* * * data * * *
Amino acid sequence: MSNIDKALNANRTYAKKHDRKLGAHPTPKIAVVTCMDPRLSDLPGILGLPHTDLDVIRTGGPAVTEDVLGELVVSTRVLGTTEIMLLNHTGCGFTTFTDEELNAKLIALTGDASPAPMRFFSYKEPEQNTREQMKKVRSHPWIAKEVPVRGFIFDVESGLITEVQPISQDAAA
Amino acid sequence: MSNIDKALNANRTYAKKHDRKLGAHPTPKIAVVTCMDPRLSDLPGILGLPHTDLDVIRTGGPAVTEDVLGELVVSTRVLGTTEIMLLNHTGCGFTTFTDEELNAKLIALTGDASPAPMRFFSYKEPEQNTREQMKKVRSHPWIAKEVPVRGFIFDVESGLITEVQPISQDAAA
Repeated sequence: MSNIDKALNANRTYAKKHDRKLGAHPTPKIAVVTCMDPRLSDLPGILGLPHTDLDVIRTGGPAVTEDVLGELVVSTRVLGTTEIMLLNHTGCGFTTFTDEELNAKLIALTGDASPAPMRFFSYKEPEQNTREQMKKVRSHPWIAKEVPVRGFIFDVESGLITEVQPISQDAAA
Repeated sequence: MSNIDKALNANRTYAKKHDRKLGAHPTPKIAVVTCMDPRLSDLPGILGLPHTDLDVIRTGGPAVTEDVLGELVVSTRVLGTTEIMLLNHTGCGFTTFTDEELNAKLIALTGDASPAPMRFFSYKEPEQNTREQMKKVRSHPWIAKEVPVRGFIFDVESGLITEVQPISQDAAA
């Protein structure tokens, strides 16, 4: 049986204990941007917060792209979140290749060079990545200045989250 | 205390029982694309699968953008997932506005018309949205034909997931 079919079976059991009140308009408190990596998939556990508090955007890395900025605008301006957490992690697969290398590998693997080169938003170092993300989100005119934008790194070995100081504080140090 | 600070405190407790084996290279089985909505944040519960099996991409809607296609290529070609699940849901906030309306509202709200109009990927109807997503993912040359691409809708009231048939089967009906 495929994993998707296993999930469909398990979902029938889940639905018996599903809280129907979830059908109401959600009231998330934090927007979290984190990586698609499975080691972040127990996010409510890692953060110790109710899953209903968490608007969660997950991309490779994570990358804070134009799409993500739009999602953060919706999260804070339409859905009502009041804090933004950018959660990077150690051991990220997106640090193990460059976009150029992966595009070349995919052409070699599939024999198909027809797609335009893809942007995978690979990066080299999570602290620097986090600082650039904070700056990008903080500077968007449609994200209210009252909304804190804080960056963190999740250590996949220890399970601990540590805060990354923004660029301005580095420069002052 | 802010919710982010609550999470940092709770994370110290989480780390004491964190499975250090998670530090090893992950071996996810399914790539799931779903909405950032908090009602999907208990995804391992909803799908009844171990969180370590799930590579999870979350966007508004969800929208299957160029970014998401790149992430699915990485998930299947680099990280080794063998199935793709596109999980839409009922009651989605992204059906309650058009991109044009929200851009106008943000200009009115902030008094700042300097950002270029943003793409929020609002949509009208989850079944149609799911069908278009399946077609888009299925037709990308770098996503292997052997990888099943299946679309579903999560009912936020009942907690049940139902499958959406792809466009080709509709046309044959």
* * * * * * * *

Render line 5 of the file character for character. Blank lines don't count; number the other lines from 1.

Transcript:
């Protein structure tokens, strides 16, 4: 049986204990941007917060792209979140290749060079990545200045989250 | 205390029982694309699968953008997932506005018309949205034909997931 079919079976059991009140308009408190990596998939556990508090955007890395900025605008301006957490992690697969290398590998693997080169938003170092993300989100005119934008790194070995100081504080140090 | 600070405190407790084996290279089985909505944040519960099996991409809607296609290529070609699940849901906030309306509202709200109009990927109807997503993912040359691409809708009231048939089967009906 495929994993998707296993999930469909398990979902029938889940639905018996599903809280129907979830059908109401959600009231998330934090927007979290984190990586698609499975080691972040127990996010409510890692953060110790109710899953209903968490608007969660997950991309490779994570990358804070134009799409993500739009999602953060919706999260804070339409859905009502009041804090933004950018959660990077150690051991990220997106640090193990460059976009150029992966595009070349995919052409070699599939024999198909027809797609335009893809942007995978690979990066080299999570602290620097986090600082650039904070700056990008903080500077968007449609994200209210009252909304804190804080960056963190999740250590996949220890399970601990540590805060990354923004660029301005580095420069002052 | 802010919710982010609550999470940092709770994370110290989480780390004491964190499975250090998670530090090893992950071996996810399914790539799931779903909405950032908090009602999907208990995804391992909803799908009844171990969180370590799930590579999870979350966007508004969800929208299957160029970014998401790149992430699915990485998930299947680099990280080794063998199935793709596109999980839409009922009651989605992204059906309650058009991109044009929200851009106008943000200009009115902030008094700042300097950002270029943003793409929020609002949509009208989850079944149609799911069908278009399946077609888009299925037709990308770098996503292997052997990888099943299946679309579903999560009912936020009942907690049940139902499958959406792809466009080709509709046309044959």